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International Touring Pilot Lifestyle

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International Touring Pilot Lifestyle

Old 9th Sep 2012, 17:35
  #21 (permalink)  
 
Join Date: Jan 2006
Location: Playing in the sand
Posts: 123
Sas,

Very well said, you make some excellent points. I've only been doing it for 2 years, but like you said, it is very much a love hate relationship.

I love the fact that my job affords me the money and time off to travel and see the world. Who else gets 24 weeks of holiday per year? And company paid airfare? And as you said, the characters in this business are as diverse as the countries that they come from. I have found quite often that one night in the pub, you can have the most interesting and random conversations and immediately have a mate for life. Plus, since the people come from all over, a great way to travel is to visit your coworkers in you time off, saves on accommodation and you get to see their country from a local's perspective.

But as you said, I also find offshore flying to be quite dull; normal T/O, straight and level, steep approach, all day every day. And dealing with the locals takes a bit of time to get used to, you just have to accept the fact that western logic does not apply in most of these places. Lots of company politics, hassle with traveling at all hours of the night and often on short notice are all the downsides of the business.

Right now, for me, the upside far outweighs the down. But I am 28 and single, and have seen and done more in the last 2 years than most people experience in a lifetime. I'm sure at some point I will get sick of it and go back to a "normal" job.

Cheers,
Mike
mikelimapapa is offline  
Old 10th Sep 2012, 04:12
  #22 (permalink)  
 
Join Date: Jul 2001
Location: ...in view of the 'Southern Cross' ...
Posts: 1,378
Mmmmm ...


Mike .... you are fast becoming one of 'those characters' ... watch out !


Hahahahahah ....





(from 'You know who' )
spinwing is offline  
Old 10th Sep 2012, 13:19
  #23 (permalink)  
 
Join Date: Jan 2006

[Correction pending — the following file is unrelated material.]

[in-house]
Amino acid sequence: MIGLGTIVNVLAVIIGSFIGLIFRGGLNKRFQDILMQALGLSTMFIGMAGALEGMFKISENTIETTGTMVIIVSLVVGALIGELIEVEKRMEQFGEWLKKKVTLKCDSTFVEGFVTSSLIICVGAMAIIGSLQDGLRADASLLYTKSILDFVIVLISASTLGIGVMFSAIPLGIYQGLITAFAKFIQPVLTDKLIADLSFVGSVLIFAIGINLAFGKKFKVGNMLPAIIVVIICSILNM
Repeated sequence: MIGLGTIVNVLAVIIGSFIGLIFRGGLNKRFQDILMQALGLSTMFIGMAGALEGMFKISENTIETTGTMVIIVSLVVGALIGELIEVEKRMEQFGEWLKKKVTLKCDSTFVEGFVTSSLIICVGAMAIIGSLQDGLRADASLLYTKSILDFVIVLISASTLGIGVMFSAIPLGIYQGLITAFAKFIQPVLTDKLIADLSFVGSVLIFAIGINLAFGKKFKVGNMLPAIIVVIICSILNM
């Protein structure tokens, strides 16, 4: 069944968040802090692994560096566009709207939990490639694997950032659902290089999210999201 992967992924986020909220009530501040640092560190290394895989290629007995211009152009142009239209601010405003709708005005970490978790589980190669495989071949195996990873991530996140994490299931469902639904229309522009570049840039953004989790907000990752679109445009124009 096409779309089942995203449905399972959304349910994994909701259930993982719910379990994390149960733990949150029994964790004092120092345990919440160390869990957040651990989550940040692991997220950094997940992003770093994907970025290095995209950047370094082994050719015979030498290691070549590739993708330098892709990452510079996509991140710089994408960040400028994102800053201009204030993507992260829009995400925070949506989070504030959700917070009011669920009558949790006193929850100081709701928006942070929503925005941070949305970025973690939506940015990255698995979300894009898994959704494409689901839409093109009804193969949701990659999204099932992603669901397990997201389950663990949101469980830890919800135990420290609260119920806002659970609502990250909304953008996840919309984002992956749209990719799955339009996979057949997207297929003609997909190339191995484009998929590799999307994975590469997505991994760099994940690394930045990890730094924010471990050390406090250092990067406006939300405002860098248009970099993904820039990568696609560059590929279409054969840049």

Location: Playing in the sand
Posts: 123
Hey Spin,

I guess you are right, stories of my escapades often make it back to work before I even return! Life isn't worth living, if you are not having fun!

Cheers,
Mike
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Old 4th Sep 2013, 21:29
  #24 (permalink)  
 
Join Date: Jan 2013
Location: SWE/DE
Age: 41
Posts: 20
Just wondering:

- how much experience required: do FO/SFO apply or is this a captains game?
- how many years in business expected/recommended?
- any women doing this?
DoobyDoo is offline  
Old 4th Sep 2013, 22:40
  #25 (permalink)  
 
Join Date: Jan 1999
Location: Somewhere
Posts: 220
There's a few gals out there touring international, but definitely in the minority. I've only flown with one female in fifteen years of offshore. There should be more.

Some general requirements; bird less than 5700 kg, 2000 hours total and 1000 command, over 5700 kg; 3000 hours total and 1500 command for a Captain, and for an FO it's 500 multi and 100 command. It varies with customer/country/contract but these are good average requirements.

Many contracts/countries require the use of national FOs so it's a far easier market to break if you have Captain quals. Note above is minimums.

Last edited by Bladestrike; 4th Sep 2013 at 22:42.
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Old 5th Sep 2013, 05:43
  #26 (permalink)  
 
Join Date: Jul 2001
Location: ...in view of the 'Southern Cross' ...
Posts: 1,378
Mmmmm .....


...... any women doing this? ....


I know of 2 women presently flying as Captains (Offshore) on B212 & A139 in the 'sandpit' .... both with the same company
spinwing is offline  
Old 5th Sep 2013, 07:38
  #27 (permalink)  
 
Join Date: Jan 2013
Location: SWE/DE
Age: 41
Posts: 20
Just asking - jobs in 3rd world / emerging countries can be tough. Know a civil engineer who tried troubleshooting for a drilling company in East Africa, Caucasus and "sandpit" as you call it, and she couldnt stand it. Loved her job, but found life too annoying in the non-working hours there.
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Old 5th Sep 2013, 15:31
  #28 (permalink)  
 
Join Date: Jul 2001
Location: ...in view of the 'Southern Cross' ...
Posts: 1,378
Mmmmm ...

Yup .... Equal opportunity can be tough
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Old 5th Sep 2013, 17:14
  #29 (permalink)  
 
Join Date: Jan 2013
Location: SWE/DE
Age: 41
Posts: 20
Stupid comment really. Are many women not up to a competitive job? Probably. Do we sometimes have to put up with additional BS that men don't, especially in certain countries/cultures? Probably.

It's not about the equal part. But I guess some people like phantasizing their own favourite topics into whoever just happens to be around.
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Old 5th Sep 2013, 18:07
  #30 (permalink)  
 
Join Date: Jul 2004
Location: Germany
Posts: 778
You said it yourself, it's not about the job, competitive or not.
It's about the life style. In third world countries there is not much of a life.

Had a friend once in Goose bay who used to say:"There is only fishing and fu..ing. In winter-there is no fishing.

Pretty much the same here. No social life, no clubs, bars, restaurants. No proper food, no educated people to talk to, no hobbies...
We're here for the cash, and happy when the airliner outbound goes "Gear up!"
Nothing else.